Who Dies if England Live?

The Vimy Ridge memorial, Northern France

This all started with Robert Fisk’s article for the Independent a month ago, so is belated, but has been at the back of my mind ever since:

Do those who flaunt the poppy on their lapel know that they mock the war dead?

Fisk is clearly being provocative, but makes some important points, namely, that a poppy is not a fashion symbol, but carries a great deal of meaning and significance in human history.

Cox's who fell at Vimy Ridge

However, having been living in France for several months now, I have begun to realise the worth of physical memorials. Without a visual reminder of what has passed, it is all too easy to forget. And I was grateful for the reminder from ‘all the boys and girls of BBC World wearing their little poppies’ that it was that time of the year again to pause, reflect and be thankful for the sacrifice of others.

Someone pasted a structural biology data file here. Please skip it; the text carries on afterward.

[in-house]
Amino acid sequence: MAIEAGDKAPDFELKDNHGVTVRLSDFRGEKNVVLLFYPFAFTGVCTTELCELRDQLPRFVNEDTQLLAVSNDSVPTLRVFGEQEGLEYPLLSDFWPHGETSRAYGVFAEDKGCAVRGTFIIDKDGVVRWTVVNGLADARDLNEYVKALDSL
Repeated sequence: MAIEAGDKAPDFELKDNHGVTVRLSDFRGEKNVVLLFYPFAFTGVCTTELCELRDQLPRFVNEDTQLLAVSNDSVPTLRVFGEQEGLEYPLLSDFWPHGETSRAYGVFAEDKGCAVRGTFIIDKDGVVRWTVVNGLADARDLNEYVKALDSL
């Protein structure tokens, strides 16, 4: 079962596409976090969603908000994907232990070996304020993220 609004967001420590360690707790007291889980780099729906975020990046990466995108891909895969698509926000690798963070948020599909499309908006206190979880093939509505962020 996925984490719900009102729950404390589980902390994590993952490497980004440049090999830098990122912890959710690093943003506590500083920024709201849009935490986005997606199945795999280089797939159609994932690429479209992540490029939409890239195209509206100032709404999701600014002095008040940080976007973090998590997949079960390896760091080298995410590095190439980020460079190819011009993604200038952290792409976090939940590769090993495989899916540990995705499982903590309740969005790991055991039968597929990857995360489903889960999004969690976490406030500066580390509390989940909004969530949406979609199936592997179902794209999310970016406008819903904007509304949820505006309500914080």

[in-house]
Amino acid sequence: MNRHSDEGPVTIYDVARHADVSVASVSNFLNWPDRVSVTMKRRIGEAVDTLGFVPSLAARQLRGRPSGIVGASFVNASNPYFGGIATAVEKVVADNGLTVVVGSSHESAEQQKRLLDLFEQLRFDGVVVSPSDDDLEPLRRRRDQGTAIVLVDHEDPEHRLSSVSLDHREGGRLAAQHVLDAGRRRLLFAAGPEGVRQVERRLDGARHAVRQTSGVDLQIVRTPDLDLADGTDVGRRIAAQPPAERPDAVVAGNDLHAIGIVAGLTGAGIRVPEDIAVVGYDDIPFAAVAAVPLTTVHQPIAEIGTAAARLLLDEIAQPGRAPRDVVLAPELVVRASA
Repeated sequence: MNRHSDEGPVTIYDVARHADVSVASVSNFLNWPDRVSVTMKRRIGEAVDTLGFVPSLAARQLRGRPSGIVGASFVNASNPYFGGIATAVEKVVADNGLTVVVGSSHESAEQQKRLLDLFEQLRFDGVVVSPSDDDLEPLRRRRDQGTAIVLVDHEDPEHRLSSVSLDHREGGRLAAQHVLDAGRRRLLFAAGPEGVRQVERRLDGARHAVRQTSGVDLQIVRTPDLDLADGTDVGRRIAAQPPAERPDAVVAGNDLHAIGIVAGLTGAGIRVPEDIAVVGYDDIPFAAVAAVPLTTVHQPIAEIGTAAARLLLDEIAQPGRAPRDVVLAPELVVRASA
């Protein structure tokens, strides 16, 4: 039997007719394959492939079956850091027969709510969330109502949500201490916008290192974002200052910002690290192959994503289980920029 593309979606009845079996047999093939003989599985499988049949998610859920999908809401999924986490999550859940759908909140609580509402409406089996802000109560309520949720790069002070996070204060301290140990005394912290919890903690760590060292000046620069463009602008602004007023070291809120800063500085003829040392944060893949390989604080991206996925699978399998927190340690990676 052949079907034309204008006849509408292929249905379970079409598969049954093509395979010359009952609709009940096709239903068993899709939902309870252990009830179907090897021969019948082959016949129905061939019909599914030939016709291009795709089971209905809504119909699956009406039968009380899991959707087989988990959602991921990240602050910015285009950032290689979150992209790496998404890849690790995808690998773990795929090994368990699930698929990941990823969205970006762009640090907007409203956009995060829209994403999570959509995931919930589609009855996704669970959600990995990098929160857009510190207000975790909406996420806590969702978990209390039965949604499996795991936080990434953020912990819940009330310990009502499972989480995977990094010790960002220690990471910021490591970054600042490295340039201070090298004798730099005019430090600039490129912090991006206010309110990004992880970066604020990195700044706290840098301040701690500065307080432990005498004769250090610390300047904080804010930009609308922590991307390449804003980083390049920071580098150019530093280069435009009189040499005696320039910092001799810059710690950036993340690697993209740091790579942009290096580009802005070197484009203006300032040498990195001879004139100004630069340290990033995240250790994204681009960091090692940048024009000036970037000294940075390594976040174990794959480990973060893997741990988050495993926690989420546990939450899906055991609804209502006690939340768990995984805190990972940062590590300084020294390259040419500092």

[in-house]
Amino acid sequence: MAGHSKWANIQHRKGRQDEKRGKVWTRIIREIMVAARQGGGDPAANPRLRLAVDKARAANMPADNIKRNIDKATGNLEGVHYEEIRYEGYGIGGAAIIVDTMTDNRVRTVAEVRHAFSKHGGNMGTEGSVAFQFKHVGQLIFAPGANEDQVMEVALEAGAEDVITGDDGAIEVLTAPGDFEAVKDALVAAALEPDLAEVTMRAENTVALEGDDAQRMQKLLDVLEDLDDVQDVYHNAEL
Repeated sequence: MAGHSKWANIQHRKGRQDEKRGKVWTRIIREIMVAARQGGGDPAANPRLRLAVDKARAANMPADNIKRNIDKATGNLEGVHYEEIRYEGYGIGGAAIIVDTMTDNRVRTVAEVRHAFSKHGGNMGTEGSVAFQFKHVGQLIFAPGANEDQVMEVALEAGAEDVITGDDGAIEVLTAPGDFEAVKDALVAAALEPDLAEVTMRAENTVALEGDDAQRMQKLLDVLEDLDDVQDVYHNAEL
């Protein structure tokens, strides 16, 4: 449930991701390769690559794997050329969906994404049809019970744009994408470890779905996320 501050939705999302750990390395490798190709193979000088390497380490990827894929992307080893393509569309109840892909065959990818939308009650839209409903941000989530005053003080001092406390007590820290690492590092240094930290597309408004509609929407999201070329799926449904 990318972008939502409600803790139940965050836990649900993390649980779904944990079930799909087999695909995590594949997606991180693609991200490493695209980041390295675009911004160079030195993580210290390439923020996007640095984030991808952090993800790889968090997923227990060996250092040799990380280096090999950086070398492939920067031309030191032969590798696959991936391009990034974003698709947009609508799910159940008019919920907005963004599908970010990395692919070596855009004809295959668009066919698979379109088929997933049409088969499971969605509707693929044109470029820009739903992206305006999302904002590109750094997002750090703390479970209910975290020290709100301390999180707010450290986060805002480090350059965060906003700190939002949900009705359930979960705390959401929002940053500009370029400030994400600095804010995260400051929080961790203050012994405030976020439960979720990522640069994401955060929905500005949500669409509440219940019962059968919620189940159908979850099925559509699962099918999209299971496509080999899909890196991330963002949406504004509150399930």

Of course, we can never understand the sacrifice itself, as we were never there in the trenches. And of course, we do not deserve to wear the poppy, as if to pretend we stand with the fallen, never having chosen to put our bodies on the line.

Who dies if England lives?

However, we owe it to the glorious dead to keep the memory of their sacrifice alive, and wearing a poppy is one of many ways in which we can do that. A nation which chooses corporately to wear a poppy, is one that is unconsciously united, and I am grateful for the little red reminder that I saw on the BBC in the days leading up to Armistice Day.

It helped me to remember.

No easy hope or lies
Shall bring us to our goal,
But iron sacrifice
Of body, will, and soul.
There is but one task for all—
One life for each to give.
What stands if Freedom fall?
Who dies if England live?

Rudyard Kipling, ‘For All We Have and Are’, Stanza 4

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